We’re very excited about the up and coming Brit Crime online festival this weekend and we’re going to be showcasing a few of the authors and books coming up in the festival over the next few days. Today we have the bookish musings of one Ms Alex Sokoloff, author of the Huntress series..
Alexandra on serial killers……
I worked as a screenwriter for ten years before I snapped and wrote my first novel, and in that time I worked on several film projects featuring serial killers. So for several years I was doing research into the subject every way I could think of besides actually putting myself in a room with one of these monsters. I tracked down the FBI’s behavioral science textbook before it was ever available to the public. I stalked psychological profilers at writing conventions and grilled them about various real life examples. I went to forensics classes and law enforcement training workshops.
And while I was doing all that research, one fact really jumped out at me about serial killers. They’re men. Women don’t do it. Women kill, and sometimes they kill in numbers (especially killing lovers or husbands for money – the “Black Widow” killer; or killing patients in hospitals or nursing homes: the “Angel of Death”) — but the psychology of those killers is totally different from the men who commit serial sexual homicide. Sexual homicide is about abduction, rape, torture and murder for the killer’s own sexual gratification.
It really floored me when I realized to what extent writers and filmmakers are glossing over that very basic fact about these men. At the same time, I am sick to death of reading crime novels and seeing movies and TV shows about women being raped, tortured, mutilated and murdered. (I’m not too happy about it happening in real life, either.)
So I wanted to create a series in which I could both deal truthfully with the facts about serial killers, and to turn the trope of “women as victim” inside out. And I finally realized I could do that by creating a female serial killer – and exploring how unique that actually would be.
Alex on the Huntress…
She’s a very difficult character to write – she’s so non-linear. She lives very much in the moment and experiences life with a sort of magical realism. She believes in portents, in synchronicity, in animism, in monsters, in absolute good and absolute evil. Her chapters are written in present tense to capture that immediacy. But it doesn’t come easily. Cara’s scenes are usually the last things I write in each book – I sketch out what needs to happen, but it always takes the longest to get inside her enough to write the actual scenes.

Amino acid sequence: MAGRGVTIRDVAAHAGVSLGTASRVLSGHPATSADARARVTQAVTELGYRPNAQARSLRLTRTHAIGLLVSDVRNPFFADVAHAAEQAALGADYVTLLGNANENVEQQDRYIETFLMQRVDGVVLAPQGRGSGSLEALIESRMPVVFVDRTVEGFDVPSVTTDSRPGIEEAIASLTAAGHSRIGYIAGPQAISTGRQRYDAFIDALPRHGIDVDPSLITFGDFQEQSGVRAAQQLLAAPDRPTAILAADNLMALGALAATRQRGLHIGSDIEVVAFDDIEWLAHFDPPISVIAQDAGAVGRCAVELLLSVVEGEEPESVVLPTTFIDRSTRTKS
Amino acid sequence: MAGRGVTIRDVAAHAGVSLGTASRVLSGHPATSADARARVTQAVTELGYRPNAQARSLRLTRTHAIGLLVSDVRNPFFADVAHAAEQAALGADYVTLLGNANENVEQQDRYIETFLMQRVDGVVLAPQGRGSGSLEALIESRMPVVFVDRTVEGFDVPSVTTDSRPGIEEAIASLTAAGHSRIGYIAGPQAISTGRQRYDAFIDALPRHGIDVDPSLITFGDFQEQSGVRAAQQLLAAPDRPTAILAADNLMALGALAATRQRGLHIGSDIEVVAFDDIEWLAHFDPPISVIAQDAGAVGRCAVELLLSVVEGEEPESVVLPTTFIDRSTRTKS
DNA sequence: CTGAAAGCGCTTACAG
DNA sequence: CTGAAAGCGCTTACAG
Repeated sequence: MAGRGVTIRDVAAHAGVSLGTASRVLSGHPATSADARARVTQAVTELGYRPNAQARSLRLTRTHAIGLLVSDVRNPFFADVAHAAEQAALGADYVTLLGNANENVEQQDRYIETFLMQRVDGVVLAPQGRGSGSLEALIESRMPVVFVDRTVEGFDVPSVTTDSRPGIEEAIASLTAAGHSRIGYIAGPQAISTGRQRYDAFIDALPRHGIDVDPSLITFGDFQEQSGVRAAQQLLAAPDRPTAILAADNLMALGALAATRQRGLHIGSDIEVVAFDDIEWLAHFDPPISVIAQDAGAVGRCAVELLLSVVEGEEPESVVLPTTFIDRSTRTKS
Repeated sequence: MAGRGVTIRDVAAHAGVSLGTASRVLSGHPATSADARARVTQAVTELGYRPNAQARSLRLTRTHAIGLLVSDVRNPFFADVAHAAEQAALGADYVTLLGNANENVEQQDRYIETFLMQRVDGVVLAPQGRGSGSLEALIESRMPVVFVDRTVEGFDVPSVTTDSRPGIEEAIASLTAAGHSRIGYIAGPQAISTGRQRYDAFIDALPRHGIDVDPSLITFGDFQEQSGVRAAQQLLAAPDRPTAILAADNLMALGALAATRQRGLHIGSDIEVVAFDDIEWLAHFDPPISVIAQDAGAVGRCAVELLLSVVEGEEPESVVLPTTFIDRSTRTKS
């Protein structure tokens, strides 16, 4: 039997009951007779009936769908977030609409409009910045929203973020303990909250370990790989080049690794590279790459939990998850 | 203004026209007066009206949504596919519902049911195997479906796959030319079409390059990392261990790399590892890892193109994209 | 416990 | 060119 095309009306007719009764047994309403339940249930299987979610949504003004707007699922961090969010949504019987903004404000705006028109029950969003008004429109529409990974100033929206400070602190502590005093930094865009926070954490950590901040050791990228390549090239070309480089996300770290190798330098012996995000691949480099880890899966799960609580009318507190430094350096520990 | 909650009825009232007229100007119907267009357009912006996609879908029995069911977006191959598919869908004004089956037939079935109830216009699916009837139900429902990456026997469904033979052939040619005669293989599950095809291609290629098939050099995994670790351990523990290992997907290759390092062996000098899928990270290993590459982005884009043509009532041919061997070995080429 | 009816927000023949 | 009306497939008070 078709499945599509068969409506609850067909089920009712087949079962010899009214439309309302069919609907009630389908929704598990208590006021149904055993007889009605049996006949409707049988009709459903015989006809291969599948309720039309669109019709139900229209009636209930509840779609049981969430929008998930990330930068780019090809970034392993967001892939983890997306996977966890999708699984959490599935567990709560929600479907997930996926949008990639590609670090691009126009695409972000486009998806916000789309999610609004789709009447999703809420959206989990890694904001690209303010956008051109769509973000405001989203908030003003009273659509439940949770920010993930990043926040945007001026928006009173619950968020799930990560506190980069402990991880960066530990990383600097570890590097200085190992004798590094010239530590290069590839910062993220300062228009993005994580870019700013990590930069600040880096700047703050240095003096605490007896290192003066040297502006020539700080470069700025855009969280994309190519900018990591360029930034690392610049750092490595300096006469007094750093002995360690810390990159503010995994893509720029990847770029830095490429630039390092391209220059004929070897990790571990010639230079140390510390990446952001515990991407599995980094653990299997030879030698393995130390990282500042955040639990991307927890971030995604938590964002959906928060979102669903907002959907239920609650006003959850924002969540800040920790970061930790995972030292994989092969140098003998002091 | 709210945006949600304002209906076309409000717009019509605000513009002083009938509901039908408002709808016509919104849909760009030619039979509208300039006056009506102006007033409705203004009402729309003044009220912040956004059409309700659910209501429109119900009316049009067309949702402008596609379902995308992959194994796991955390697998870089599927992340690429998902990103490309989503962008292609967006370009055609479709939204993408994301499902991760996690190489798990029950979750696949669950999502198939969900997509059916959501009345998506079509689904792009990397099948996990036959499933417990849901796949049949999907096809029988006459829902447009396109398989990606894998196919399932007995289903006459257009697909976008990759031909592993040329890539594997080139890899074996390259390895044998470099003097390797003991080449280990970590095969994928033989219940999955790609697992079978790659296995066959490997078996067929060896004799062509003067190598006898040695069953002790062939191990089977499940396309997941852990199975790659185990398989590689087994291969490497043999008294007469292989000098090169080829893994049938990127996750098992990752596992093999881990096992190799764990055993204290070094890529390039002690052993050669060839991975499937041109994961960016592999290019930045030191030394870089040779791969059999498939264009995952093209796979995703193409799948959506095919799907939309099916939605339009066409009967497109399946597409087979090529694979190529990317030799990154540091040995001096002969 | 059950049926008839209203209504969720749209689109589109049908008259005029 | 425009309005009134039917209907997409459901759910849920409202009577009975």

I think the reader experiences Cara a lot through Roarke’s point of view, which keeps her mysterious and elusive. Readers always want more of her, but I think that would be a mistake, to reveal too much.
Alex on Cara’s developing relationship with Roarke
I look at them as two halves of the same person. Or really, of the same soul. It’s a very romantic notion, the Platonic idea that each human being is half of one complete soul that has been split apart, and we spend our lives searching for our other half. If you believe that, you can well imagine how almost violently those two halves might struggle to find and join with each other, despite all odds, obstacles, and sense. So I think of Roarke and Cara as two halves of the same soul that are magnetized to each other; they can’t help themselves, even though actually uniting could destroy them both.
And the other part of their nature is that they are fighters, and they’re fighting the same battle, by very different rules. So together they are a powerful crime fighting team. (Others may disagree…)
Alex on Cara…….
Cara is absolutely committed to doing as much as she can to eradicate the human suffering perpetrated by evil people. She’s really pretty selfless about that, too. Personally, I find that admirable. If you were ever in deep trouble, real life-threatening trouble, you would want her on your side. Other than that, she has certain skills, but I wouldn’t exactly call them positive.
Book Four is Wolf Moon. I had to do something very different with this one, so it takes place in two different time periods, with two, possibly three, different tracks of criminal investigation. Hopefully it will let readers learn more about Cara. And you’ll love the Arizona canyon settings! I just got back from a research trip in Canyon de Chelly – just stunning.
Alex and her books are featured in the upcoming Britcrime festival
BritCrime is a free online crime writing festival which takes place 11 to 13 July 2015.
For more information visit http://britcrime.com